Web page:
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Ford Officials Reassure Local Workers
By Andrew Haeg
Minnesota Public Radio
May 10, 2001
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Ford Motor Co. executives and shareholders are in St. Paul for the company's annual meeting. CEO Jacques Nasser and Chairman William Ford addressed a range of challenges facing the company, from improving environmental standards to raising the fuel efficiency of Ford vehicles. They also reiterated a commitment not to close the company's St. Paul facility in the next few years.

Ford Motor Co. officials preside over their annual stockholders' meeting in St. Paul. They pledged to keep the St. Paul Ford manufacturing plant open, at least through 2005.
(MPR Photo/Andrew Haeg)
UNION LEADERS AND WORKERS AT THE ST. PAUL FORD PLANT have worried the company might close the facility when it unveils a new version of its main product, the Ranger pickup truck. But Chairman William Ford told Gov. Ventura Wednesday that Ford won't close the plant anytime soon. Even so, Joe Blandino of St. Paul asked company CEO Jacques Nasser if rumors of the plant's demise had any merit.

"There are no guarantees. What we can say is that the Ranger product is doing very well in your plant, and the plant is doing a superb job," said Nasser. "At least through 2005, that plant is part of our product range. Beyond that we haven't made any decisions."

Nasser added that if workers at the Ford plant want to strengthen their case, they'll have to remain competitive in quality, consumer satisfaction and productivity. Union officials say the plant's future could also rest on workers' ability to implement a new management system which gives more power to hourly employees.

"What they tell us is that that could be the most important factor," says Rob McKenzie, president of United Auto Workers Local 879, which represents most of the plant's workers. "I think that would definitely have a bearing on what plants are given new models and which aren't."

Shareholders in town for the meeting took the rare opportunity of an open forum with Ford's leaders to raise a wide range of issues. Among them was Ford's commitment to environmental principles. The company recently pledged to work to counteract global climate change. One shareholder from Cambridge, Mass. asked Chairman William Ford if that was just public relations.

"We are committed to being a leader in the global climate change issue," said Ford. "It's a delicate balance between the current demands of the marketplace and the long-term demands of society. But I think we're well positioned to be the leader on this.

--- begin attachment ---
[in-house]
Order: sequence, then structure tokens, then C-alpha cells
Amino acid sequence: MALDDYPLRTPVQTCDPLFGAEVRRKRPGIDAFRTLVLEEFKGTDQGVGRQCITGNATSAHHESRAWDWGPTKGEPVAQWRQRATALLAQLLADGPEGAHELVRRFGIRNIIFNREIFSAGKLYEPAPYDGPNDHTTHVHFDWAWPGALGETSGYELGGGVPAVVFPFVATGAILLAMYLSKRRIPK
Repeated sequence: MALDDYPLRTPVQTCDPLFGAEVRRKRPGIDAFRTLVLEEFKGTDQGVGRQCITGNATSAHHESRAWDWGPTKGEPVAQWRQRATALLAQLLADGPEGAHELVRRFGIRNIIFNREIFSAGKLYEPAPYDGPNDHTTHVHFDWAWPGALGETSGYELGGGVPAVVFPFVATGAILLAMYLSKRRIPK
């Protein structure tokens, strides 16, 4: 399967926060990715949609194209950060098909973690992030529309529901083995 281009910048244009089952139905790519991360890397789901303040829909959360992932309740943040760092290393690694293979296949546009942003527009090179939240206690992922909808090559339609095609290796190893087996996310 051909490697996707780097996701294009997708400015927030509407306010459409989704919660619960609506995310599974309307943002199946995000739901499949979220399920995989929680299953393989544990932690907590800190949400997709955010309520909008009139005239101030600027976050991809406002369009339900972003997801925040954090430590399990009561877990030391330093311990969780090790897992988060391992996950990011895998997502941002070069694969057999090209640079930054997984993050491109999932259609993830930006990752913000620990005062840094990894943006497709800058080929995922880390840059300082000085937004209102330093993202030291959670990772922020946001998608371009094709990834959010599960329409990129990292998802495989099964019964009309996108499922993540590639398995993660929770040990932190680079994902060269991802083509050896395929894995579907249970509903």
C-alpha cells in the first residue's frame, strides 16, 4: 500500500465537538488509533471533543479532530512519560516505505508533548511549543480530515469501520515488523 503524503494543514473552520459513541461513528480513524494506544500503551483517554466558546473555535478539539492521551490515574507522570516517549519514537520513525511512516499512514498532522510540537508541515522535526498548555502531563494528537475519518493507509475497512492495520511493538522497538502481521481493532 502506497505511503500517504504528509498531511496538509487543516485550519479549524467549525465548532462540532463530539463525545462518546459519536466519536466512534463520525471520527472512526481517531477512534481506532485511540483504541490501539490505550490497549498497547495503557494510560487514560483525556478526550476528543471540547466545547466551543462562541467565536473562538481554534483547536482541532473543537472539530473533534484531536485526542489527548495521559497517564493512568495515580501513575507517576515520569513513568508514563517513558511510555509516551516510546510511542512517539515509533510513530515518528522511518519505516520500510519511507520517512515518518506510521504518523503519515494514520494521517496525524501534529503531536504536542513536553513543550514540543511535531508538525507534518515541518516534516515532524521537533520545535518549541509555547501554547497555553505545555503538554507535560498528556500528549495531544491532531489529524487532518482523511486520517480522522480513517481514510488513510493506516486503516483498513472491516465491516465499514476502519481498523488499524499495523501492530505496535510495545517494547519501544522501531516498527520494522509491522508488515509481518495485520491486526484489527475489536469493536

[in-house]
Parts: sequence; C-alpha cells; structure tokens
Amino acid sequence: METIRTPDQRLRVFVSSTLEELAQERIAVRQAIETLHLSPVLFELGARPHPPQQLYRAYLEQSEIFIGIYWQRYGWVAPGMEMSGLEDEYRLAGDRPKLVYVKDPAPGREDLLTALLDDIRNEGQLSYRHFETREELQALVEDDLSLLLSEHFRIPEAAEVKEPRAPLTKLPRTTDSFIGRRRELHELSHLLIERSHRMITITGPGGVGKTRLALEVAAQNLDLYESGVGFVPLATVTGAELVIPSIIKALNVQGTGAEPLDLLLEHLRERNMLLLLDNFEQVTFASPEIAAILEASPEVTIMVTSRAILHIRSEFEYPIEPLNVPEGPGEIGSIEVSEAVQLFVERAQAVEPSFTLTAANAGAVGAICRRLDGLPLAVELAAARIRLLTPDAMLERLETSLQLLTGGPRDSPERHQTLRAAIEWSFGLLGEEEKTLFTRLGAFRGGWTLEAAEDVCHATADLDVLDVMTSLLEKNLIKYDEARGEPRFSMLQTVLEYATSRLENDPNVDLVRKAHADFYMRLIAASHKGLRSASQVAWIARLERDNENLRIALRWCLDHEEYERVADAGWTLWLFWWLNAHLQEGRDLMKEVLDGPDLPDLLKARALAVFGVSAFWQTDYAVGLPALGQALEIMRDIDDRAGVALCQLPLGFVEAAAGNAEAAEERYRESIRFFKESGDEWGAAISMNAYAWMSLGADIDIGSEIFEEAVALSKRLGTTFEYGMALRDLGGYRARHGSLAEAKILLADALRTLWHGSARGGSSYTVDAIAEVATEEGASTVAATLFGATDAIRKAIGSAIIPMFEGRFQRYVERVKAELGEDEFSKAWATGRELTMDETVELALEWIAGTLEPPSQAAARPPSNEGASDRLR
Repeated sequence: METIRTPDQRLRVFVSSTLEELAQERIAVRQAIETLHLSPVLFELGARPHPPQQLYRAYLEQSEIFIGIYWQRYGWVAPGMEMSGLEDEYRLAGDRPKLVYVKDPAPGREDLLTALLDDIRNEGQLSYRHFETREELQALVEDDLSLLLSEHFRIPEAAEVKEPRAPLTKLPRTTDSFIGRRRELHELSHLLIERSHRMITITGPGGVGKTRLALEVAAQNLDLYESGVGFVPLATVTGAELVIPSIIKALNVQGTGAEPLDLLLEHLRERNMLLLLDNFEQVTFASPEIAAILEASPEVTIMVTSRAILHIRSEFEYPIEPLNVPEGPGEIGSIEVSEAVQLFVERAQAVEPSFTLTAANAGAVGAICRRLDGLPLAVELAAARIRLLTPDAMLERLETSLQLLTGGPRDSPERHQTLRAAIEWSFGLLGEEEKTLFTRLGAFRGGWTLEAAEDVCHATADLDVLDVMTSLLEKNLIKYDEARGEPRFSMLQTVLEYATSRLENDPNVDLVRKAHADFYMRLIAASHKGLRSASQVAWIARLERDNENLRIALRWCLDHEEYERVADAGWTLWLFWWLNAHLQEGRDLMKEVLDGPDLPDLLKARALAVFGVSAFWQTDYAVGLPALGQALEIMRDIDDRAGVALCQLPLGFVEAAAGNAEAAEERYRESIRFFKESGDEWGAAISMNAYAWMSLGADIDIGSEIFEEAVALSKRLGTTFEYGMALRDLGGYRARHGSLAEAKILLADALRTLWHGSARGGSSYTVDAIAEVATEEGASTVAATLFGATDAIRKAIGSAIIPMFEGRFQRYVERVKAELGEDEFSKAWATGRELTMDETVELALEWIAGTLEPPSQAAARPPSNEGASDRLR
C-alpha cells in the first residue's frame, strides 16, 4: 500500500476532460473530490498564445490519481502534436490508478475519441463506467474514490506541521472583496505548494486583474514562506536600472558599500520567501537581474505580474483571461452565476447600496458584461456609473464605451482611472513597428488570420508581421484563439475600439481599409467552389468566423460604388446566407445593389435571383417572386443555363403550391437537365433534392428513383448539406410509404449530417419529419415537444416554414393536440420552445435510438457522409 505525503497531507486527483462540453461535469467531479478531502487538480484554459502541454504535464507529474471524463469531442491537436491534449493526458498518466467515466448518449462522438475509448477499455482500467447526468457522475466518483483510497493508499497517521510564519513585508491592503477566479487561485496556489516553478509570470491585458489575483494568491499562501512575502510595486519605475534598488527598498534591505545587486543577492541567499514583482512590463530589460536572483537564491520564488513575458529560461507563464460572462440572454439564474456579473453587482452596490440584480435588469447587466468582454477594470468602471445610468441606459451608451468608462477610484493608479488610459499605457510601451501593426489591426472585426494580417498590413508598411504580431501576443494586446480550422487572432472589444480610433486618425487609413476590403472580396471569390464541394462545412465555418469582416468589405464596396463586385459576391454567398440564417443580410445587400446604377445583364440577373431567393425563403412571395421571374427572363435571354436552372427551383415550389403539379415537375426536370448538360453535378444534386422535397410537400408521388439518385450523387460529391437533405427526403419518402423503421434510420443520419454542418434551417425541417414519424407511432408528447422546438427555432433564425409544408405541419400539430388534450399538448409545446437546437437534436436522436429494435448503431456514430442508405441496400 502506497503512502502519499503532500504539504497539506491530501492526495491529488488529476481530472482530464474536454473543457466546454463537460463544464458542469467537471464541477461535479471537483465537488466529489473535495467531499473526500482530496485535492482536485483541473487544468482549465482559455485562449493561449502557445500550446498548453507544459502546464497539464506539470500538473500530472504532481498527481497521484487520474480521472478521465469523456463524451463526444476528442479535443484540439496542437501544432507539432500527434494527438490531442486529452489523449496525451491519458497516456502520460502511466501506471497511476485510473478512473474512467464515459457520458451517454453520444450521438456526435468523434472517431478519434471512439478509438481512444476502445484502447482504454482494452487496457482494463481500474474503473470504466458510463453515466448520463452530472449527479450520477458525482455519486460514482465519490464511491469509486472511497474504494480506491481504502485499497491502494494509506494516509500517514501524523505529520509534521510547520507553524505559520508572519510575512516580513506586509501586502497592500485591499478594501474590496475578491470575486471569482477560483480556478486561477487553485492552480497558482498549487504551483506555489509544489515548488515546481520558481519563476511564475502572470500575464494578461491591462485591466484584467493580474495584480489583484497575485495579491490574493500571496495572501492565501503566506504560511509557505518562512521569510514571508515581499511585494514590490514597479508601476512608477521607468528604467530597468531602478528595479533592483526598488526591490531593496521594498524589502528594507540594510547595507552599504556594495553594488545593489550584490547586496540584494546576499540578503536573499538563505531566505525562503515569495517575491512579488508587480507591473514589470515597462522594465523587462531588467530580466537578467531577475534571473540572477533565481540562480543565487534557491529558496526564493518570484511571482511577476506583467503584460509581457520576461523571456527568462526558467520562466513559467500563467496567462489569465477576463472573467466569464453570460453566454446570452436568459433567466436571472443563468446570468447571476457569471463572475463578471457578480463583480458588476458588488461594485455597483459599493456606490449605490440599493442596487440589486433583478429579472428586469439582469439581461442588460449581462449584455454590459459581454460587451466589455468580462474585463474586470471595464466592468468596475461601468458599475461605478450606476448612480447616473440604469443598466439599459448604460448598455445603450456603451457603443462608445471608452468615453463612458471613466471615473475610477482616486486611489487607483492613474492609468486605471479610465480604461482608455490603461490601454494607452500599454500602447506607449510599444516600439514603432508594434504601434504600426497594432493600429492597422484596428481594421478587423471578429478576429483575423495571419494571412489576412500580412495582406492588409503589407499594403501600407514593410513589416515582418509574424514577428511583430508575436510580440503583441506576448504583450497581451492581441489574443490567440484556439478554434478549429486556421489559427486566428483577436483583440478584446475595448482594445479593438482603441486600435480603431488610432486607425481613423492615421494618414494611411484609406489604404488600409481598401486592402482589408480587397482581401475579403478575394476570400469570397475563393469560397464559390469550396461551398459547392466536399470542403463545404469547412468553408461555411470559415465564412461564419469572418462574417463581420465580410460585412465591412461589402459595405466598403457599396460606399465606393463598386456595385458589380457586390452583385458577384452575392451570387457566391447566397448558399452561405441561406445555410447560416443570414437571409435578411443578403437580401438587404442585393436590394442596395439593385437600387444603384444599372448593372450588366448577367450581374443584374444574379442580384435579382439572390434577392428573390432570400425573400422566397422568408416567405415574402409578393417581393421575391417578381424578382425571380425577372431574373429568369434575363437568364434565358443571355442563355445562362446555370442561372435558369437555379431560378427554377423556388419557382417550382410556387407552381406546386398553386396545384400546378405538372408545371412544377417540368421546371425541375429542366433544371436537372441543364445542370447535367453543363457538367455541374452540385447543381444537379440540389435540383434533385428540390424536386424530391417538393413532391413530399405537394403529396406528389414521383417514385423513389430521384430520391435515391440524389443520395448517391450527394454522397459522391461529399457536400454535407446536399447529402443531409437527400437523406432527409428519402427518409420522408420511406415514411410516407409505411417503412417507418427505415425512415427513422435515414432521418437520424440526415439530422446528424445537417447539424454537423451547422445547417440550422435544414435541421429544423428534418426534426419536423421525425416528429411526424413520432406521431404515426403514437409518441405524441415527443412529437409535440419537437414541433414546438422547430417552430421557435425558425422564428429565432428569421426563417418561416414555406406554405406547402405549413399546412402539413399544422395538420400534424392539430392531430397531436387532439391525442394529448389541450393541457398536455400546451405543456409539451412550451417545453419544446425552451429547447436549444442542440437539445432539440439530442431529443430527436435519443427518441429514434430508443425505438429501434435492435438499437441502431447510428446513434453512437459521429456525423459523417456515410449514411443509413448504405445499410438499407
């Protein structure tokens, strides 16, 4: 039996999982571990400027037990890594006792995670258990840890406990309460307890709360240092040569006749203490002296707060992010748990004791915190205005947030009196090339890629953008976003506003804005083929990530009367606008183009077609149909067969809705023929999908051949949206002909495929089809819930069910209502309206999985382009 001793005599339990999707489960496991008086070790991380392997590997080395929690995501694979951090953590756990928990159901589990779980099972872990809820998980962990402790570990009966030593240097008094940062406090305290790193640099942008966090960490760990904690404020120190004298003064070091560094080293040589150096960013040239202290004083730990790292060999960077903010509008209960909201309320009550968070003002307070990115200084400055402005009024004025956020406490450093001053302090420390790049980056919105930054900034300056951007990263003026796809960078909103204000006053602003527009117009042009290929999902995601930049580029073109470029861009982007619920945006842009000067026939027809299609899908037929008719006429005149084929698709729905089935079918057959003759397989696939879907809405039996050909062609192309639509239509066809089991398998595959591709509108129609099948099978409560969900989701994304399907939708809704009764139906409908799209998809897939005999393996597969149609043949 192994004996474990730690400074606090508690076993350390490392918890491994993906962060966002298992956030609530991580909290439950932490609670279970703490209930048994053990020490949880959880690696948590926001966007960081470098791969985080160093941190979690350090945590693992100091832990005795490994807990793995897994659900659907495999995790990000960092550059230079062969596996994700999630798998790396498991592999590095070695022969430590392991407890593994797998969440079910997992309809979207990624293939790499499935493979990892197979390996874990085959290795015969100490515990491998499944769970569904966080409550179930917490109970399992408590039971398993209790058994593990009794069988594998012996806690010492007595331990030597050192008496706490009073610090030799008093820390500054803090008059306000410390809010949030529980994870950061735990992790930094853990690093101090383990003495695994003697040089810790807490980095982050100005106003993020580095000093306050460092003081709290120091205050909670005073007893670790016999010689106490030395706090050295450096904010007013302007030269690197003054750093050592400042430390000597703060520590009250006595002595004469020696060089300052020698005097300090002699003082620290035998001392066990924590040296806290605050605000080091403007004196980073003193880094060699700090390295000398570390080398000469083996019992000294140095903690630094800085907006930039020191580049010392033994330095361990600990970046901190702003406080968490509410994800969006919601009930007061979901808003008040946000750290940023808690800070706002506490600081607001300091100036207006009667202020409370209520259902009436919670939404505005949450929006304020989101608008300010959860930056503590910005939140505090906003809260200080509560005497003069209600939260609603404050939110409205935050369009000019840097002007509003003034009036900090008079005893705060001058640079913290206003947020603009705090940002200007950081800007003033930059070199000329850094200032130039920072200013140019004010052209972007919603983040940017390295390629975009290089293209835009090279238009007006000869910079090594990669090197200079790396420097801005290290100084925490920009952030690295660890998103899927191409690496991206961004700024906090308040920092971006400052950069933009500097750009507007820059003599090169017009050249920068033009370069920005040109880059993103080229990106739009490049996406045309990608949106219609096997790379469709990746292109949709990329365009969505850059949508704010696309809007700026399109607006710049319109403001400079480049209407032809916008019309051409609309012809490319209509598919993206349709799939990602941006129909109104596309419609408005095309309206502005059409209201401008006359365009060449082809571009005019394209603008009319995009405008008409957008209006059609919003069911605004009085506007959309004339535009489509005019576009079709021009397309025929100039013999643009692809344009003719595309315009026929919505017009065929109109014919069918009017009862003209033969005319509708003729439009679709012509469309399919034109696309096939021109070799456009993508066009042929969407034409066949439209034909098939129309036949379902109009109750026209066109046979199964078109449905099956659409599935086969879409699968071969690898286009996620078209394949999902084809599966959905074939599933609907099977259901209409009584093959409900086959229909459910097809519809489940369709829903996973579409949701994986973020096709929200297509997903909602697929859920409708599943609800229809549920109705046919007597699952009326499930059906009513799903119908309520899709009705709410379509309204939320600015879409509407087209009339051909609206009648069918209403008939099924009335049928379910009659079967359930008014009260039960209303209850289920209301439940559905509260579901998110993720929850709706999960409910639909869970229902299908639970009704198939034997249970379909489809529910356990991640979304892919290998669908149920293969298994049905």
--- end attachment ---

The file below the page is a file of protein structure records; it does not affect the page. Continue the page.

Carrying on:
The Ford manufacturing plant in St. Paul, which produces Ford Ranger pickup trucks. It employs about 2,000 workers, many of whom are concerned the plant might be closed when Ford redesigns the Ranger. Company officials say the plant's future is secure, at least for the next five years.
(MPR Photo/Mark Zdechlik)
The fact remains that Ford is the number one maker of sport utility vehicles, which are some of the least fuel efficient but most popular vehicles on the road. The company continues to pledge a 25 percent improvement in the fuel efficiency of its SUVs by 2005. Jacques Nasser agreed the company must become more environmentally sensitive, but says it can't ignore consumer demand.

"The interesting thing, is if you look at the split between cars and trucks, it really hasn't changed that much. If anything, SUVs are at higher levels than most people anticipated. But part of that is the makeup of sports utility vehicles have changed," says Nasser.

Now auto makers, especially in Japan, are rolling out hybrid gas-electric SUVs. And Ford is following suit. It's rolling out the Escape, which is smaller than normal SUVs, and runs on both gas and electricity.

This meeting marked the first time Ford executives faced shareholders in person since last year's debacle over the Firestone tire recall. Close to 200 deaths have been attributed to the flawed tires. Shareholders didn't raise the subject, but, after the meeting, Nasser said the company remains vigilant about the tires.

"Who knows if it's all over. We said when we recalled those tires that we will continue to monitor all of the tire data that's available to us. Believe me, we know it's an important item on our agenda. And we think about it all of the time," Nasser said.

Ford brought the annual meeting to St. Paul to make it more accessible for its many Midwestern shareholders. One of them is Ben Yagatich, who drove to St. Paul from his home in Seven Hills, Ohio. Yagatich says he's happy with the company - the stock's up 20 percent this year, despite a 50 percent profit decline in the first quarter, compared to last year. And despite the lingering effects of the Firestone tire disaster.

"I think they did run through that tough patch pretty well. I don't know that they could have done any better," says Yagatich.

Nasser and Ford agreed the company is in good shape, despite all the pressure. But Nasser reminded shareholders that the economy remains weak, and may get weaker.